I’ve been MIA. Gone. Sequestered. Minimal online activity. Maximum solitude.
And it was great.
A few weeks ago I decided to go on what I called my “Ernest Hemingway writing retreat”. My intention was to squirrel myself away, in isolation, for one week, to write…and write…and write…and write.
And I did.
I put no parameters on the writing. I simply let the words flow out of me, unedited and, to this date, unread. I allowed stream of consciousness to tumble out, and it felt so liberating and “dangerous”. What: no editing? No worrying about whether something made sense of not? Yeah…it was great.
I write best longhand, in lined journals, with my favourite pen in hand (although, when I blew that pen out of the water and had no refills, I had to resort to my back-up supply of pens. It took a little adjusting to the different feel and flow of the nib, but it was only a minor adjustment and nuisance.) I relate to what Amber Naslund said in a blog post about how she writes : “In the early stages of a concept when I’m still brainstorming or thinking, I *have* to do it on paper. I don’t totally understand why. But once I get something to a place where I can outline the major bits, I can start typing. Before that, it’s got to be pen on paper.”
That’s me for sure. There’s nothing more satisfying to me than sitting in a lovely spot, with a cup of coffee, allowing the writing muse to alight and write.
It was refreshing to write for the pure purpose of doing so. The goal was to have, on paper, whatever came to mind that week. And although I haven’t gone back to re-read it, I know it’s a smorgasbord of thought that I’ve tentatively entitled…ah, well that shall have to wait;)
The atmosphere was perfect for writing. I was alone. I had no one and nothing to be accountable to (although the lure of the laptop which sat idly on a table for most of the week did call me to action a few times…but only a few). I’d cleared my schedule, informed but a few of my intended absence, and simply disappeared. It was joyous.
And the stars had certainly lined up when, on my birthday, May 1st, the Toronto Star newspaper heralded the publication of The Hemingway Papers: a compilation of articles that Ernest Hemingway wrote during his time at the Star from 1920 – 1924. How much more prophetic could it get?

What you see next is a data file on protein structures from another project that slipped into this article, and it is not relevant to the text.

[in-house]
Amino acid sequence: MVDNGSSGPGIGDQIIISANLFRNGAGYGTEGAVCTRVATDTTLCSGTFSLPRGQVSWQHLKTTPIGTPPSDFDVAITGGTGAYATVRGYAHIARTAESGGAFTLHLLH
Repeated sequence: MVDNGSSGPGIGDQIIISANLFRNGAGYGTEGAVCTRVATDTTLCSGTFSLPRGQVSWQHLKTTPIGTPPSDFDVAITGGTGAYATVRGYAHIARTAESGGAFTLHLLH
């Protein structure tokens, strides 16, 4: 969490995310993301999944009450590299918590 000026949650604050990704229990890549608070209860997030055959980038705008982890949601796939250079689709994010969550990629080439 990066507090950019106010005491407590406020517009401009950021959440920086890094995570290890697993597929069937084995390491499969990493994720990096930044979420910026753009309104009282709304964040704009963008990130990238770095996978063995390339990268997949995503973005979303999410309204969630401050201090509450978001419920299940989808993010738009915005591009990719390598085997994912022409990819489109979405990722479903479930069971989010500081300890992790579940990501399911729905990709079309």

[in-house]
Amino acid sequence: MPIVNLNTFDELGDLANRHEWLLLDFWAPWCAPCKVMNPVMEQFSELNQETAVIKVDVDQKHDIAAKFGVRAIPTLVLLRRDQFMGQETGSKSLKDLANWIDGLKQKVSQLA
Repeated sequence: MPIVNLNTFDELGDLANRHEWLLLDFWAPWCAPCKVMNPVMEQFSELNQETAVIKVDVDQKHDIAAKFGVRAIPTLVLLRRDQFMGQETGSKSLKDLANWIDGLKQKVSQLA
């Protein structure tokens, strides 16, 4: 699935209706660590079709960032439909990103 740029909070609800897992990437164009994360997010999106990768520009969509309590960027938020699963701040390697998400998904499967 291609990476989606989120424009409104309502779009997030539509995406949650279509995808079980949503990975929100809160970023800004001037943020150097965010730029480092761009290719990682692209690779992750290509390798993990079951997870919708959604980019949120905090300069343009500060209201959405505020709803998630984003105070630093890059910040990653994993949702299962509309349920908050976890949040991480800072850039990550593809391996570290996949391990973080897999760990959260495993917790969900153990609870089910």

I think it’s a shame when I hear people say “I could never do that”, whatever “that” is. They have reasons. They have excuses. They get in their own way.
But the premise of all my work and coaching is simply this: when you decide…truly decide…you will do. Decisions are the foundation of action. When we waffle about, saying we’ll “try” (and you know me on that: Do or do not. There is no try. ~ Yoda), making excuses, finding obstacles (real or imagined) or having legitimate reasons for not doing something, we really haven’t made a decision. It’s still just porridge in our heads. Mushy thoughts stirring about.
I don’t yet know what I’ll do with the writing I’ve done, but I do know one thing for sure. I’m a writer. Yes, I’m a blogger, I’m a coach, a speaker, a mom, a wife and a myriad of other things, depending upon who’s labelling me. But what I know for sure for myself is this: I’m a writer. I’ve avoided and evaded claiming that for so long, it’s liberating to say it out loud.
What will the next chapter hold? I’m not really sure, but I’m letting the story unfold each day. I’m not concerned about flipping to the final page to see how it all turns out. For now, I’m content in rolling out my life page by page, living in the moment, and making decisions and doing, for each step along the way.
What is it that you’ve always wanted to do, but haven’t? Why not?
Do you believe that choice, not chance, determines your destiny?
What’s YOUR “Ernest Hemingway writing retreat”, and why aren’t you making it happen?